Saturday, November 25, 2006

There's an elevator - only takes me down

I see that I am taking longer and longer between entries. Would ideally like to blame something, but now that I am living with a psychologist in training, am not going to resort to 'external factors' for my own non-doings! So... what has been happening in the world of Ingrid and Tom in Belgium. Well, according to Ingrid... I am currently having ambivalent feelings regarding returning home (yes, I know I have another 4,5 years to get used to the idea) but still it terrifies me. Sadly enough, I do look forward to having my own 'piece of Australia'; my own place, with a child or 2, good job etc. but I am scared to death of the insular politics (and dare I say it - people) that await me. I know I have an incredibly accepting and open circle of friends who are more than welcoming to anything/anyone who crosses their path - it's just the other who I worry about. I know before I left, I had more than one person tell me that I didnt need to move here with a foreigner. Yes - bluntly! It wasn't as though I had even provoked such a bold statement. I am petrified as to how Tom will be accepted - I know I have had my problems here, but I can imagine that it is totally different in Australia. Yes, granted I didnt know any Flemish when I first arrived here, and there are racist people here - but something that most Australians cannot predict is the way that ALL Belgians go out of their way to speak English and try to help me speak Dutch here. Can you imagine someone going to Australia, and not speaking a word of English? I think I can safely say that at least 50% of people would not give them a single second of help - not entirely surprising. EVERYONE is expected to know English before they even enter Australia. BUT - send an Aussie to another country - how much do they know of the other language??? Not much, I think! But that's ok - Everyone speaks english. Or so is the attitude we are taught... Why are we not taught to respect others as we wish to be respected??? We are in the end, a multicultural country.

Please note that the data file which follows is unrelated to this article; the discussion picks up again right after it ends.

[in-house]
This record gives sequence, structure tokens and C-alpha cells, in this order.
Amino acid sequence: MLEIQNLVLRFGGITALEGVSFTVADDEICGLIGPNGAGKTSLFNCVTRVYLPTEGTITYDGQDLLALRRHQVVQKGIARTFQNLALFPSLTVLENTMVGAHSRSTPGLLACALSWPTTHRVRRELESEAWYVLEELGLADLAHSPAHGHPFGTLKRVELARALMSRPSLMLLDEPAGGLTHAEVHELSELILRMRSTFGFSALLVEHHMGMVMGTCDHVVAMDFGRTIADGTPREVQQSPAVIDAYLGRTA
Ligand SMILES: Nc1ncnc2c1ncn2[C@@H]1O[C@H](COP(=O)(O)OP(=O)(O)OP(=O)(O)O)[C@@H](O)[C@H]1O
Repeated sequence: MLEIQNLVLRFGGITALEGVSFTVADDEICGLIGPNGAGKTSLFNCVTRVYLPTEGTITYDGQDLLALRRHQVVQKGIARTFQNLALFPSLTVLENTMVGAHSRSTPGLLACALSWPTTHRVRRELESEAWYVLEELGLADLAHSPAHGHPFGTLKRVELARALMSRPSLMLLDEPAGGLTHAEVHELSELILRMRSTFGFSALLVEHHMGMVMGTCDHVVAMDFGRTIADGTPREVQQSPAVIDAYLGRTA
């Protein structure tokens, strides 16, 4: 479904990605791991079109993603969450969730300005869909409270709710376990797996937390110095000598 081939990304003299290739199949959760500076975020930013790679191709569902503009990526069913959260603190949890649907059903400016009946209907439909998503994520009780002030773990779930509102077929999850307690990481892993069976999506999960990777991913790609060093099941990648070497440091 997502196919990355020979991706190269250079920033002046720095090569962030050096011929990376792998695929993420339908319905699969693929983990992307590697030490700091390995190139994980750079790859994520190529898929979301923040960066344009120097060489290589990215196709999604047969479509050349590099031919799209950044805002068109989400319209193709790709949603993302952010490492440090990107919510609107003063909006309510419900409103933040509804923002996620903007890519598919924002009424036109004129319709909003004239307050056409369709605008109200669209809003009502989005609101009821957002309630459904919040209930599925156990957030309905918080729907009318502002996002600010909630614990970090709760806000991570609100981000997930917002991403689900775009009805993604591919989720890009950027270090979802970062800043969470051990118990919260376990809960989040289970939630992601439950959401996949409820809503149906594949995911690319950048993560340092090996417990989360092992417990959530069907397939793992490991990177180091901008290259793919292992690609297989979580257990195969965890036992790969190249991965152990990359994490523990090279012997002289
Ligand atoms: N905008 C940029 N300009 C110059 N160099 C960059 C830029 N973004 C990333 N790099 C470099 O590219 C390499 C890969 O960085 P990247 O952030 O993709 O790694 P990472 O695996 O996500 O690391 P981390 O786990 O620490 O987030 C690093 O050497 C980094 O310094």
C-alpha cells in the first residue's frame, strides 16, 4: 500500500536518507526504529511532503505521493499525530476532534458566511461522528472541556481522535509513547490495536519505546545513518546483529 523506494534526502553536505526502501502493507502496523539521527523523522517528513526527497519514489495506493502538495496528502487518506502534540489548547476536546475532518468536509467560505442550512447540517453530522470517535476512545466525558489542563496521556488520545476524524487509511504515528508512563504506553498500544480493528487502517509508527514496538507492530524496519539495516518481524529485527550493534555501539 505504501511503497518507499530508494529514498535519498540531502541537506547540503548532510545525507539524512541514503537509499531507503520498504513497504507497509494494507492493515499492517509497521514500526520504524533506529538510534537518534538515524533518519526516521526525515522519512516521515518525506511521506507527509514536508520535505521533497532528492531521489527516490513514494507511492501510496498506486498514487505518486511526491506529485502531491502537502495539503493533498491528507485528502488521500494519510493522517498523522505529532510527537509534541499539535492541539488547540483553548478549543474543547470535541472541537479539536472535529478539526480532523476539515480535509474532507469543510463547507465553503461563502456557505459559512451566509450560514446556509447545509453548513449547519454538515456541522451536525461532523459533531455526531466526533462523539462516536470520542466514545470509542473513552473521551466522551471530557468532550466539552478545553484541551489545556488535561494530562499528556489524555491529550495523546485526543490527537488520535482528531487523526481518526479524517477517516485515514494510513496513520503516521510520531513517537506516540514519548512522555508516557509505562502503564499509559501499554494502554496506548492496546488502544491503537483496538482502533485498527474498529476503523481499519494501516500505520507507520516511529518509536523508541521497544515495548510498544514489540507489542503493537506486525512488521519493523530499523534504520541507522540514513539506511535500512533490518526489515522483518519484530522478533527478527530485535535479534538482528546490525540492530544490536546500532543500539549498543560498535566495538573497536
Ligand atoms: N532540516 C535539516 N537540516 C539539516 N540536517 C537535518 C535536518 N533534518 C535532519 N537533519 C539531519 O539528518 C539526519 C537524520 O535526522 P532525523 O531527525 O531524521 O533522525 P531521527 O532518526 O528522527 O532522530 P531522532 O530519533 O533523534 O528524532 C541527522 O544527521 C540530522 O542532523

I know it's easy for me to say that in Belgian ALL kids learn French from grade 4, English and German from Grade 8 compulsorily - but they border on these countries/regions: Australia doesn't. And yes, Australia does require kids to learn a 2nd language for a couple of years. But why isnt it encouraged to be bilingual, or at least taught that when you are travelling, to try to speak another language? Why is there such a fear instilled in people when another language is involved? Even French?

The reason for this entry is that I don't look forward to going home to seeing the news on Aussie TV in such a conservative manner. I don't look forward to seeing the war in Israel/Palastine/Lebanon and seeing on the view according to the Americans. I don't want to see why the ex-KGB guy in England was killed according to the Australian media who have been payed by Poutin. I am afraid (and maybe due to my own ignorance) that I will become simple - not because information isn't available in Australia - but because the most important information at home revolves more around people putting out the ANZAC flame and how much a disgrace that is (rather than seeing the comedy...), and how much more difficult it is to access more informative, world news. Sorry if this is insulting to anybody, but need to get the bee out of my bonnet sometimes...